The EU’s Rocky Road

The EU has agreed to continue with the ratification process of the Lisbon Treaty, while putting off a formal solution to Ireland’s rejection of it until the next European Council in October. There’s been some mention of a special status for Ireland, and some concessions are already being considered (a Brussels “hands off” policy with regard to Ireland’s neutrality, abortion ban and economic model) in the event the treaty makes it past the seven remaining countries set to vote on it and Ireland goes ahead with a new referendum.

According to European Commission President Manuel Barroso, one week wasn’t enough time to find a solution. Fair enough. But with the Czech Republic far from certain to vote on, let alone ratify, the treaty (the matter is before the Constitutional Court due to Ireland’s rejection), it also seems like a bad time to start rewarding no votes with concessions. While everyone is handling the Czechs delicately, that didn’t prevent Nicolas Sarkozy from declaring that enlarging the EU (which the Czechs, among others, support) without the more effective institutional framework of Lisbon is out of the question.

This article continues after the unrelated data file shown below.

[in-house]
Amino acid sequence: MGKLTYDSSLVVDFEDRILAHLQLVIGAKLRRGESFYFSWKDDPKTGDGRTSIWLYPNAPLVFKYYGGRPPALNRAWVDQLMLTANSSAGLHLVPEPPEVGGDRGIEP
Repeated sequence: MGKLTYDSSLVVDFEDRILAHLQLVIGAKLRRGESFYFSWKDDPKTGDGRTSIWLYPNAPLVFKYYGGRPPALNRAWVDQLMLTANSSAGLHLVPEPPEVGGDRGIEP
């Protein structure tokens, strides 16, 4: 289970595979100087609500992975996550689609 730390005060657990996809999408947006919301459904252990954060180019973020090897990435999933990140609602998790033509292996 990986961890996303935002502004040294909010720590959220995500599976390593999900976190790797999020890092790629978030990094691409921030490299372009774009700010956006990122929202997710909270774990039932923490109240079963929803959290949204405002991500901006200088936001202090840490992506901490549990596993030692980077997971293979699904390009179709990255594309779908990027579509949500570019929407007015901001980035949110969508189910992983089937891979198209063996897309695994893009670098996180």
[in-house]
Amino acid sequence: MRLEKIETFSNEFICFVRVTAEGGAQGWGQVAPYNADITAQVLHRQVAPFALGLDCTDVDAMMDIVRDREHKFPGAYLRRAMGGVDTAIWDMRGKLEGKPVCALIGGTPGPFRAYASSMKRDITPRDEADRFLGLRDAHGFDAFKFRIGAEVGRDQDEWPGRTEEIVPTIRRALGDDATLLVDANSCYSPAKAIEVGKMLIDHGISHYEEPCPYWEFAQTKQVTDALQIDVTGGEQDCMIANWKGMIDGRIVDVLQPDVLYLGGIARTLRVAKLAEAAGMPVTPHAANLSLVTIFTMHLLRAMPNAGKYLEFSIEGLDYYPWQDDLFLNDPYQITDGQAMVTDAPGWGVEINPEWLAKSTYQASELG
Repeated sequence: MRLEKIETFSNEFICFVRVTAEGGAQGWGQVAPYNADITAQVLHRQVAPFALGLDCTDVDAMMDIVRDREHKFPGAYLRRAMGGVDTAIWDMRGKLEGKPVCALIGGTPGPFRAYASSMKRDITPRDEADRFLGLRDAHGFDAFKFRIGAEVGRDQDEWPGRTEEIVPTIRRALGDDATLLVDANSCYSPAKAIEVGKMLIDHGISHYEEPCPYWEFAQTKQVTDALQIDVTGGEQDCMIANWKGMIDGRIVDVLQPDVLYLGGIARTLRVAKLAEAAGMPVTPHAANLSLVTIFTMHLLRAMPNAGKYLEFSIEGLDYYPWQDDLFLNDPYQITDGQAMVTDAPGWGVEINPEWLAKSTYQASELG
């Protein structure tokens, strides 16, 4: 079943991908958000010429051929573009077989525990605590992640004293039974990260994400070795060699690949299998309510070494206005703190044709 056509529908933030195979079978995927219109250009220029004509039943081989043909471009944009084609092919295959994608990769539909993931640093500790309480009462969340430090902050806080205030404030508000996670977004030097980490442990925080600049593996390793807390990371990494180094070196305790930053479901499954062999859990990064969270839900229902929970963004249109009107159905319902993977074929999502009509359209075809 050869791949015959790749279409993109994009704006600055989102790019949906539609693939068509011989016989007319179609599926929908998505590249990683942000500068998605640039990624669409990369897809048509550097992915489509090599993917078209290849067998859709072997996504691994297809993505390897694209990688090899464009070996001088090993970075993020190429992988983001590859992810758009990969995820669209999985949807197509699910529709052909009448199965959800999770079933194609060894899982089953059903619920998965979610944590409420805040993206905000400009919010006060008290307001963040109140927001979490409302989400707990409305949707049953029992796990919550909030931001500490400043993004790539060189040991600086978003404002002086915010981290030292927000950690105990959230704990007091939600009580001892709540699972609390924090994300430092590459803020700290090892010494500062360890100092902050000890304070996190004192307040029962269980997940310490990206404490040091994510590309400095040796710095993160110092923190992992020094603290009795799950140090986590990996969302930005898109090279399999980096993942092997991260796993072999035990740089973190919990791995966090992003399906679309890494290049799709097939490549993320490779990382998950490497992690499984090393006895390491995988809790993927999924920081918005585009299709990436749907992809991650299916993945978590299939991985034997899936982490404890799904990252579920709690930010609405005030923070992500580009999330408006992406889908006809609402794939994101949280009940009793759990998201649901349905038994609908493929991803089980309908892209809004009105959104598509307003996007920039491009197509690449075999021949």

In the aftermath of France’s 2005 rejection of the Constitutional Treaty, the idea of a practical approach to Europe gained currency. Instead of grand schemes, it was argued, public opinion needed to be won back over through case by case projects that responded to Europeans needs. Nicolas Sarkozy has already trotted that approach back out as the guiding logic for France’s upcoming EU presidency. Trouble is, one of his populist proposals — a cap on diesel fuel taxes — has now run into opposition from Germany’s Angela Merkel, who believes the measure will prevent the market from making longterm adjustments. And as everyone knows these days, nothing gets done in Europe without Angela.